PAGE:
When it comes to trading in your treasured family home, the hardest part of the process is often deciding where to move on to. And the choice isn’t made any simpler by the myriad options that are available to over-60s who are looking to downsize nowadays.
From neat little flats in flashy new apartment complexes to house shares where you can meet new friends, the opportunities really are endless, it all depends what type of lifestyle you are looking for and how much cash you’re willing to part with. Despite there being more choice out there than ever before, the most popular options among older Australians exiting the family home are still retirement villages and lifestyle communities.
So before you decide which would best suit your needs, here’s everything you need to know about lifestyle communities and retirement villages – from differences in outgoing costs and upfront fees, to facilities and contracts.
Lifestyle communities – also referred to as land-lease communities – and retirement villages actually have several factors in common. Both usually offer communal social and leisure facilities, a built-in social calendar of activities for residents, enhanced home security features and low-maintenance accommodation.
Among the diversity in housing available in land-lease communities and retirement villages across Australia, there are even options for co-housing should you wish to save on living expenses by sharing your home with another person.
The main difference between retirement villages and lifestyle communities are the contracts and fees that residents are required to pay. Retirement village contracts can involve one or more ownership structures, including strata title, leasehold and rental.
“In a retirement village the ingoing is the price you pay for your right to occupy your home and use the common facilities, typically on a leasehold or licence arrangement,” Rachel Lane, principal at Aged Care Gurus, explains. “Where the home is in a strata title village, then the amount you are paying is to own the home and have use of the common facilities, often through an owner’s corporation. In the case of strata title you may need to factor stamp duty into the ingoing costs.”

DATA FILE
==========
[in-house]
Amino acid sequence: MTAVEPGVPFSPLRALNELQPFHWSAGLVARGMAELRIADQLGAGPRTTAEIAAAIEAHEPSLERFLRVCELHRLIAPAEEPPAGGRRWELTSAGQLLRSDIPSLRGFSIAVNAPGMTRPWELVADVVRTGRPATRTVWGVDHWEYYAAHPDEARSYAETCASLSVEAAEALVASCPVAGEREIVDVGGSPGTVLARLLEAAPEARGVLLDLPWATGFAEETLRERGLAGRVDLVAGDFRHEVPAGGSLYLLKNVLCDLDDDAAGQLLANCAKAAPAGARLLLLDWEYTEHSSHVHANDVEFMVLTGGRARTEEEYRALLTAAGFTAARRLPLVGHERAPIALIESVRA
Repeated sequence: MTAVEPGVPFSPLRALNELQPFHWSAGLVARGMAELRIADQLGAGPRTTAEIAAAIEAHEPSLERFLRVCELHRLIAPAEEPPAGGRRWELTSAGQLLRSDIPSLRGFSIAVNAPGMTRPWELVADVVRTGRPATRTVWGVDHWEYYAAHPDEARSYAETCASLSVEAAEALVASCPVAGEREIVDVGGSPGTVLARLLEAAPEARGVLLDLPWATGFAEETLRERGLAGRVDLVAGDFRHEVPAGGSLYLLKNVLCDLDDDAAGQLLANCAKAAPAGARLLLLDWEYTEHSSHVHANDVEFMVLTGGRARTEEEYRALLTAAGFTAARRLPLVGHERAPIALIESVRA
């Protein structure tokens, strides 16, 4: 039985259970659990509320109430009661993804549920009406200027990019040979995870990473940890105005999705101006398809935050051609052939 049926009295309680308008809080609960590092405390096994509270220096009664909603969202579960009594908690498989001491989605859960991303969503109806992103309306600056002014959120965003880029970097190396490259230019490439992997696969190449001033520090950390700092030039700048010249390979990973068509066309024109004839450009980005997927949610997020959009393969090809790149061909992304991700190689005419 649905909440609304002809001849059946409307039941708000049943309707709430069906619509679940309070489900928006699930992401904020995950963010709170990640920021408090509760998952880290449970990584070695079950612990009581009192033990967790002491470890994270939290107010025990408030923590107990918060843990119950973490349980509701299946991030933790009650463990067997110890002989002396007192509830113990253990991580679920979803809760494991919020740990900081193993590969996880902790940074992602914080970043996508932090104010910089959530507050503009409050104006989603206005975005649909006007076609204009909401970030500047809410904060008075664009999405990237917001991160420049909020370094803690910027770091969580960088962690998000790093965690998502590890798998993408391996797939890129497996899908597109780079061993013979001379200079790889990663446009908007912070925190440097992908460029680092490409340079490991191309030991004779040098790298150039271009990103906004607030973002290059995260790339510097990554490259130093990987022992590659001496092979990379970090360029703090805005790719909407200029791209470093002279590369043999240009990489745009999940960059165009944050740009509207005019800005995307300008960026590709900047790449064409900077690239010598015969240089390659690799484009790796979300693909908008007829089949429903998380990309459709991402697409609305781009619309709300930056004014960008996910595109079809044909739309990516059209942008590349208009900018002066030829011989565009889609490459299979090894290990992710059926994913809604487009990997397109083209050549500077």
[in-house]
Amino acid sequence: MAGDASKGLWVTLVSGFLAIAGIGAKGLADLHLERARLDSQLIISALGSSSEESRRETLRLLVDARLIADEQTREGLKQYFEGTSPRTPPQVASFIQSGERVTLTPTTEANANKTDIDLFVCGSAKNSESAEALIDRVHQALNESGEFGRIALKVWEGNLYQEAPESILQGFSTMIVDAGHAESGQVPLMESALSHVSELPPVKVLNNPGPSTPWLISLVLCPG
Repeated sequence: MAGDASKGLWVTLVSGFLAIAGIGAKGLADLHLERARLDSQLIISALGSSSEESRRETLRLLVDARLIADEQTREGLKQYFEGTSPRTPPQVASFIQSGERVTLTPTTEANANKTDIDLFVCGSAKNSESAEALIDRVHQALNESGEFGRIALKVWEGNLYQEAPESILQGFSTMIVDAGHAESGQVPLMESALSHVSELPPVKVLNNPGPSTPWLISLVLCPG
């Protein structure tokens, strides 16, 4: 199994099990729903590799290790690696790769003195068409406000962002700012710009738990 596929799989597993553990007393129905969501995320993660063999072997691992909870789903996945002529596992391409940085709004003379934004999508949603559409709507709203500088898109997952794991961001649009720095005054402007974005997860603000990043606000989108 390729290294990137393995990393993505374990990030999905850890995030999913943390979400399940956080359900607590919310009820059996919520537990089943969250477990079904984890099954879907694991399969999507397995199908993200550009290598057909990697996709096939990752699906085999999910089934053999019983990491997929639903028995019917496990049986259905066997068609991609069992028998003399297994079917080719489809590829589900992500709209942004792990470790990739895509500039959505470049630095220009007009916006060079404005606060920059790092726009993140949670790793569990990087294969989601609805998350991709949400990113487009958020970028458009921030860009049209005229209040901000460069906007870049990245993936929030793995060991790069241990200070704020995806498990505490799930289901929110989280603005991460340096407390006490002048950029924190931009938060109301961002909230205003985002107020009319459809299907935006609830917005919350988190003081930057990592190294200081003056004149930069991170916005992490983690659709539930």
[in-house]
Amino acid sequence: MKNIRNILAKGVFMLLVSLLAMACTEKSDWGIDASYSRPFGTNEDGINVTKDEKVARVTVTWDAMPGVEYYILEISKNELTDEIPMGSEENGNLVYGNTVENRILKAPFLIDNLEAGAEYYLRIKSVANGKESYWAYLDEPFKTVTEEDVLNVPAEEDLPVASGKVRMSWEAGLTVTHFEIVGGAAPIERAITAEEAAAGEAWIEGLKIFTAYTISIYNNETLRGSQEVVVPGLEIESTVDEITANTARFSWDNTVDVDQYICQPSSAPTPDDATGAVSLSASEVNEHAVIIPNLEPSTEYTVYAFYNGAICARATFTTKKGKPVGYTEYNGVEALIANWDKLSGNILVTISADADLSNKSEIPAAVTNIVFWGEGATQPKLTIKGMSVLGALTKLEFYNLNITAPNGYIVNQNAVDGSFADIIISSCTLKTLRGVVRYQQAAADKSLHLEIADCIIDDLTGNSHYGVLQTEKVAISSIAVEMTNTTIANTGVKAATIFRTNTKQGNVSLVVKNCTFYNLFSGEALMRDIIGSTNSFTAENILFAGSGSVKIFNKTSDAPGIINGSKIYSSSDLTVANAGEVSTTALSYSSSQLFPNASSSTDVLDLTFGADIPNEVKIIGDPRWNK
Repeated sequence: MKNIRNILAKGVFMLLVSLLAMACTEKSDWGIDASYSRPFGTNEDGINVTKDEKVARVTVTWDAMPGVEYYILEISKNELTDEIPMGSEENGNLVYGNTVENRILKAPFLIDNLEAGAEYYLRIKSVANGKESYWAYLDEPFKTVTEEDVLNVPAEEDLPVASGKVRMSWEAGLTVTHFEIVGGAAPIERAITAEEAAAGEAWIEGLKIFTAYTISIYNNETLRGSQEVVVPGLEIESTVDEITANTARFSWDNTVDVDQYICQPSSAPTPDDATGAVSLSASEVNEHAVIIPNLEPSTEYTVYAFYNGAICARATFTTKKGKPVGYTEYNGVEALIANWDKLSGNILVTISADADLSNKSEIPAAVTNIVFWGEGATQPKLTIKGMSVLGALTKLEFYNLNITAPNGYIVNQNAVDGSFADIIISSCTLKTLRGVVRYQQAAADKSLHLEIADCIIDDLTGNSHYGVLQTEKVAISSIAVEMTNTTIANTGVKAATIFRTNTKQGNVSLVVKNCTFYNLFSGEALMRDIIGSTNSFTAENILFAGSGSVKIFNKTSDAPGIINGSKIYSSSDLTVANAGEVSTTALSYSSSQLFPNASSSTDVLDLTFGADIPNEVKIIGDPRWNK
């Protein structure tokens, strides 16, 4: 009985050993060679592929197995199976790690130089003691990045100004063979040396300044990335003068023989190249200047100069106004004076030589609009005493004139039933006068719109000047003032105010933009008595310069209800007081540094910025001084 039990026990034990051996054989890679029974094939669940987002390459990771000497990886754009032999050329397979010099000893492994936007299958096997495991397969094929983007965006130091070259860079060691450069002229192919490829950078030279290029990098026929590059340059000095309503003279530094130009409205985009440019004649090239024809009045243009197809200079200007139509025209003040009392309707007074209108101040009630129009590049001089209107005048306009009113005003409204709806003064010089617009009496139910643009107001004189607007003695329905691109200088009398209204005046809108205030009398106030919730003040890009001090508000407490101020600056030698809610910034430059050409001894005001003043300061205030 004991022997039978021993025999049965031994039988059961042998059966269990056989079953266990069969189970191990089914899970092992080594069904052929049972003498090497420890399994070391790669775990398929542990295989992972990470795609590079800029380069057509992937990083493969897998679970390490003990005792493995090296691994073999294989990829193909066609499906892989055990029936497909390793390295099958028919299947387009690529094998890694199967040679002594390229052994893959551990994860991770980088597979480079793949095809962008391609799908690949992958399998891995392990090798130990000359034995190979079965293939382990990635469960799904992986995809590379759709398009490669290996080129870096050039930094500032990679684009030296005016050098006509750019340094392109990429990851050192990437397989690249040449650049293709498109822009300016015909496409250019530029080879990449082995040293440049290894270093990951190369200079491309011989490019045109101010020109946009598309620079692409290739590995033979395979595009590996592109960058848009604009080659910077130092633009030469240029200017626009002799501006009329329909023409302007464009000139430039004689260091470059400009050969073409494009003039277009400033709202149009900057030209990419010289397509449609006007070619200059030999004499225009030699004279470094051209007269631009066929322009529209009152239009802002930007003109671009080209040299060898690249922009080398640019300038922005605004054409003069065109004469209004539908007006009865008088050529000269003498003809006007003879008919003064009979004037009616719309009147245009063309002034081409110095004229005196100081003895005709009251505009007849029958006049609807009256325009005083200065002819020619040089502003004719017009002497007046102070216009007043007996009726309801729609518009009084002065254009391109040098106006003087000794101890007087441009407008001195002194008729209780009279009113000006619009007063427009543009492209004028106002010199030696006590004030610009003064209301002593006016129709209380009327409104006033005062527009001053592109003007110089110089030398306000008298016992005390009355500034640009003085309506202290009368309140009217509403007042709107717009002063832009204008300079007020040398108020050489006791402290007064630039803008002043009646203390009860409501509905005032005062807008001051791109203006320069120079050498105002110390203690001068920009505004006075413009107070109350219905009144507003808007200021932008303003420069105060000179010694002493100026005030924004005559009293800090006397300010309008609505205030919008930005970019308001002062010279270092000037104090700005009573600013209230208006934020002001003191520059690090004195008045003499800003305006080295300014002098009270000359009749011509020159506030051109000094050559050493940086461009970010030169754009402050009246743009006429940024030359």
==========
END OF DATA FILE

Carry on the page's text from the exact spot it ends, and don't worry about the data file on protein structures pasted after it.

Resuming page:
It’s also worth noting that when you sell your home, under many retirement village contracts, you’ll also be liable for a DMF, or exit fee, which is usually set as a percentage of either your original purchase price or the sale price. These percentages can range from about 25 percent to 40 percent, depending on the village provider and when you bought into the village, and are designed to cover the cost of creating and maintaining the village’s communal facilities. The DMF effectively reduces the capital you’ll receive upon the sale of your home in the village.
Retirement village providers also often have residential care offerings either on-site at their villages, where an aged care facility is on the same property, via home care services provided to village houses, or at a partner aged-care facility nearby. This can be hugely important if you have any health issues or would like the peace of mind that comes from knowing support is on hand should you need it.
With land-lease communities, the situation is simpler; the price you pay upfront is the purchase cost of your home, plus the cost of leasing the land it sits on. However the ongoing site fees you are obliged to pay may be higher than the ‘general service charges’ paid by village residents. This is because the companies that own land-lease communities are legally permitted to profit from their general running fees, and retirement village providers are not.
However lifestyle village residents usually face a lower or no deferred management fee (DMF) when they choose to exit their residence, compared to those living in retirement village who are required to pay an exit fee. Another benefit to land-lease communities is that pensioners often qualify for Rent Assistance from the government, as you own your home, but lease the land that it sits on.
And while, traditionally, lifestyle villages did not offer the same continuation of care as retirement villages, more communities are introducing aged care and home care options.
While it’s okay to consider the differences between lifestyle villages and retirement villages in order to inform your decision, there are also heaps of other factors that you need to bear in mind before you set your heart on a specific community. Perhaps the most important factor in your decision process should be to find a village in a location you are either familiar with or happy to live in. For example, is it close to family and friends? Are their essential amenities nearby, such as a grocery shore, cafes or outdoor areas if you like to keep active.
It’s also crucial that you consider whether other aspects of your life will fit into your new home, for example if you have a pet, does the village allow animals? Another factor that is often very attractive to potential residents is a garden, so you may have to look around before you settle upon the perfect spot.
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